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- "The ADP-ribosyl cyclase activity of primary astrocyte lysates was quantified using a fluorescent cycling assay that measures the production of nicotinamide adenine dinucleotide (NAD) from cADPR and nicotinamide as described in . Briefly, cells were harvested in Tris-sucrose buffer (pH 7.2) with protease inhibitors. "
ABSTRACT: Infection with human immunodeficiency virus type-1 (HIV)-1 leads to some form of HIV-1-associated neurocognitive disorders (HAND) in approximately half of the cases. The mechanisms by which astrocytes contribute to HIV-1-associated dementia (HAD), the most severe form of HAND, still remain unresolved. HIV-1-encephalitis (HIVE), a pathological correlate of HAD, affects an estimated 9-11% of the HIV-1-infected population. Our laboratory has previously demonstrated that HIVE brain tissues show significant upregulation of CD38, an enzyme involved in calcium signaling, in astrocytes. We also reported an increase in CD38 expression in interleukin (IL)-1β-activated astrocytes. In the present investigation, we studied regulatory mechanisms of CD38 gene expression in astrocytes activated with HIV-1-relevant stimuli. We also investigated the role of mitogen-activated protein kinases (MAPKs) and nuclear factor (NF)-κB in astrocyte CD38 regulation. Cultured human astrocytes were transfected with HIV-1(YU-2) proviral clone and levels of CD38 mRNA and protein were measured by real-time PCR gene expression assay, western blot analysis and immunostaining. Astrocyte activation by viral transfection was determined by analyzing proinflammatory chemokine levels using ELISA. To evaluate the roles of MAPKs and NF-κB in CD38 regulation, astrocytes were treated with MAPK inhibitors (SB203580, SP600125, U0126), NF-κB interfering peptide (SN50) or transfected with dominant negative IκBα mutant (IκBαM) prior to IL-1β activation. CD38 gene expression and CD38 ADP-ribosyl cyclase activity assays were performed to analyze alterations in CD38 levels and function, respectively. HIV-1(YU-2)-transfection significantly increased CD38 mRNA and protein expression in astrocytes (p < 0.01) in a dose-dependent manner and induced astrocyte activation. IL-β-activation of HIV-1(YU-2)-transfected astrocytes significantly increased HIV-1 gene expression (p < 0.001). Treatment with MAPK inhibitors or NF-κB inhibitor SN50 abrogated IL-1β-induced CD38 expression and activity in astrocytes without altering basal CD38 levels (p < 0.001). IκBαM transfection also significantly inhibited IL-1β-mediated increases in CD38 expression and activity in astrocytes (p < 0.001). The present findings demonstrate a direct involvement of HIV-1 and virus-induced proinflammatory stimuli in regulating astrocyte-CD38 levels. HIV-1(YU-2)-transfection effectively induced HIV-1p24 protein expression and activated astrocytes to upregulate CCL2, CXCL8 and CD38. In astrocytes, IL-1β-induced increases in CD38 levels were regulated through the MAPK signaling pathway and by the transcription factor NF-κB. Future studies may be directed towards understanding the role of CD38 in response to infection and thus its role in HAND.Journal of Neuroinflammation 10/2011; 8:145. DOI:10.1186/1742-2094-8-145 · 4.90 Impact Factor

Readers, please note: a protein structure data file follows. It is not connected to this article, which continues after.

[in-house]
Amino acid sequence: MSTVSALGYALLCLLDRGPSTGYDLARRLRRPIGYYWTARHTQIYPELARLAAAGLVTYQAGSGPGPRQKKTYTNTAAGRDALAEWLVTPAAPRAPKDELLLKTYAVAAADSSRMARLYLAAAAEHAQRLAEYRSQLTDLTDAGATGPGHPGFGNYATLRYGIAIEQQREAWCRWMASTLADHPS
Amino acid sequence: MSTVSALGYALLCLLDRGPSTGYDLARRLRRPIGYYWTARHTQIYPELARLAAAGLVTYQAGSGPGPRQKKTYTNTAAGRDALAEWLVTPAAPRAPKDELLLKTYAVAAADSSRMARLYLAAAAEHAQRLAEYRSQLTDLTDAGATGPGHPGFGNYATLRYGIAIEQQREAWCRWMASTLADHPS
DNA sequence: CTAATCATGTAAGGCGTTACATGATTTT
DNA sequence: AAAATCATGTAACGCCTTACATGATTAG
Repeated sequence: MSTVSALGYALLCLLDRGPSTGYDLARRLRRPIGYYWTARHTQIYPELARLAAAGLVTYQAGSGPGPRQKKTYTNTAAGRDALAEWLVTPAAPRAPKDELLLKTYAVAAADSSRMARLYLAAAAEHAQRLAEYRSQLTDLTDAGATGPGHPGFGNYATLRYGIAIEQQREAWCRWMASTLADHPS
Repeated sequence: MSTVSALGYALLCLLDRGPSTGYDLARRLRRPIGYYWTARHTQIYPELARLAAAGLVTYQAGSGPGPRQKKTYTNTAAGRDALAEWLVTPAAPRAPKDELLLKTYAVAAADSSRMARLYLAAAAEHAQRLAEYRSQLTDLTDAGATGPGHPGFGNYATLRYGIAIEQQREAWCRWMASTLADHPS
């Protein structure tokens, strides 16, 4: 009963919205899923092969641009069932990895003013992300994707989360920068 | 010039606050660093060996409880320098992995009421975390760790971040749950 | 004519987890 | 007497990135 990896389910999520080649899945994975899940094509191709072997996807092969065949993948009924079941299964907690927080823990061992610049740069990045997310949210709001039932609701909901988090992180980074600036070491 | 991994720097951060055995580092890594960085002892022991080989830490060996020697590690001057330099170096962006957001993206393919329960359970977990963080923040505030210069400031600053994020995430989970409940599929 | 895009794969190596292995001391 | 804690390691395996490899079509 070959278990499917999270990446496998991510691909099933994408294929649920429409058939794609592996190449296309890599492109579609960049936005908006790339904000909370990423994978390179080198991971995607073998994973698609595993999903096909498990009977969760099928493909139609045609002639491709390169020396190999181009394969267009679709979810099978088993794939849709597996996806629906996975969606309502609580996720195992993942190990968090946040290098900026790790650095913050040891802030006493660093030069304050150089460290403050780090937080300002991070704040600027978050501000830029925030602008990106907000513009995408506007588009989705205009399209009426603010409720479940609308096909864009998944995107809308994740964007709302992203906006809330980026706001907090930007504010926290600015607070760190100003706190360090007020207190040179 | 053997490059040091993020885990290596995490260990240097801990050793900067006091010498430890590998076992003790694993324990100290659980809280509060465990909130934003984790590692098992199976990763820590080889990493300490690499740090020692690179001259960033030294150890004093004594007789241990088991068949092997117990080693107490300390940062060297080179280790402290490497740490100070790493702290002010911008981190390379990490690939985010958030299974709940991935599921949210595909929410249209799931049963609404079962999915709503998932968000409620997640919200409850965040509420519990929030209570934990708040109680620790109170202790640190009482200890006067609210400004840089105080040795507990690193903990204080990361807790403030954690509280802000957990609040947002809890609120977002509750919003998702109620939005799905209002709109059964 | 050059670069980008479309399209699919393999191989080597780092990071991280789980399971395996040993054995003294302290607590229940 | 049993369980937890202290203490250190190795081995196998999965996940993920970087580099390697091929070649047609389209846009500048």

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ABSTRACT: Airway smooth muscle (ASM) manifests a hyper-responsive phenotype in airway disorders such as asthma. ASM also modulates immune responses by secreting mediators and expressing cell-surface molecules that promote recruitment of inflammatory cells to the lungs. The aim of the current article is to highlight therapeutics that may modulate ASM responses in airway disorders and exacerbations.Expert Review of Respiratory Medicine 12/2011; 5(6):767-77. DOI:10.1586/ers.11.77